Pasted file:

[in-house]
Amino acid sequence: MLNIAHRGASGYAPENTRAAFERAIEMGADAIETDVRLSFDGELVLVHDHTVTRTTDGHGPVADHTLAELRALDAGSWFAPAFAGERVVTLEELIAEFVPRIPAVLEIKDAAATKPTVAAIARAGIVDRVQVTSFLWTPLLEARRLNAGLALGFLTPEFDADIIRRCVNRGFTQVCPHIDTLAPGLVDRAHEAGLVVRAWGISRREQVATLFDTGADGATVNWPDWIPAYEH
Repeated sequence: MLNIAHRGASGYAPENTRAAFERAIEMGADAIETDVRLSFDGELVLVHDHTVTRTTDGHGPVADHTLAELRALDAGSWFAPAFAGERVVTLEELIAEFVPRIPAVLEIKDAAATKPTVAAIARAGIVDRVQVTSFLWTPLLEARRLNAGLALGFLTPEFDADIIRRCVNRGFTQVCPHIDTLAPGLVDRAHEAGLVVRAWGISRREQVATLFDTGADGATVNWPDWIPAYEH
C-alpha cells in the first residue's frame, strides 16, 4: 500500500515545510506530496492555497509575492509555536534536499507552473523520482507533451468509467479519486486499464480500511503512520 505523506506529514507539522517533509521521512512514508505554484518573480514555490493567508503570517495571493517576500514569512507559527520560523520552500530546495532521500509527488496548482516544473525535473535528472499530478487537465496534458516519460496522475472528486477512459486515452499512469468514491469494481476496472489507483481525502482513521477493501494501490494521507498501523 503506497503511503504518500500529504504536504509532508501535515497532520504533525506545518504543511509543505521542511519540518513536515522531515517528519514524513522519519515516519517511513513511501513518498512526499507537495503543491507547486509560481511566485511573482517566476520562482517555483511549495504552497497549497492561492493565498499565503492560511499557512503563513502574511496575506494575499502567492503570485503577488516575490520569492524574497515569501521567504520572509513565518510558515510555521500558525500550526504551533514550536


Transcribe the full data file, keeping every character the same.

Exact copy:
[in-house]
Amino acid sequence: MLNIAHRGASGYAPENTRAAFERAIEMGADAIETDVRLSFDGELVLVHDHTVTRTTDGHGPVADHTLAELRALDAGSWFAPAFAGERVVTLEELIAEFVPRIPAVLEIKDAAATKPTVAAIARAGIVDRVQVTSFLWTPLLEARRLNAGLALGFLTPEFDADIIRRCVNRGFTQVCPHIDTLAPGLVDRAHEAGLVVRAWGISRREQVATLFDTGADGATVNWPDWIPAYEH
Repeated sequence: MLNIAHRGASGYAPENTRAAFERAIEMGADAIETDVRLSFDGELVLVHDHTVTRTTDGHGPVADHTLAELRALDAGSWFAPAFAGERVVTLEELIAEFVPRIPAVLEIKDAAATKPTVAAIARAGIVDRVQVTSFLWTPLLEARRLNAGLALGFLTPEFDADIIRRCVNRGFTQVCPHIDTLAPGLVDRAHEAGLVVRAWGISRREQVATLFDTGADGATVNWPDWIPAYEH
C-alpha cells in the first residue's frame, strides 16, 4: 500500500515545510506530496492555497509575492509555536534536499507552473523520482507533451468509467479519486486499464480500511503512520 505523506506529514507539522517533509521521512512514508505554484518573480514555490493567508503570517495571493517576500514569512507559527520560523520552500530546495532521500509527488496548482516544473525535473535528472499530478487537465496534458516519460496522475472528486477512459486515452499512469468514491469494481476496472489507483481525502482513521477493501494501490494521507498501523 503506497503511503504518500500529504504536504509532508501535515497532520504533525506545518504543511509543505521542511519540518513536515522531515517528519514524513522519519515516519517511513513511501513518498512526499507537495503543491507547486509560481511566485511573482517566476520562482517555483511549495504552497497549497492561492493565498499565503492560511499557512503563513502574511496575506494575499502567492503570485503577488516575490520569492524574497515569501521567504520572509513565518510558515510555521500558525500550526504551533514550536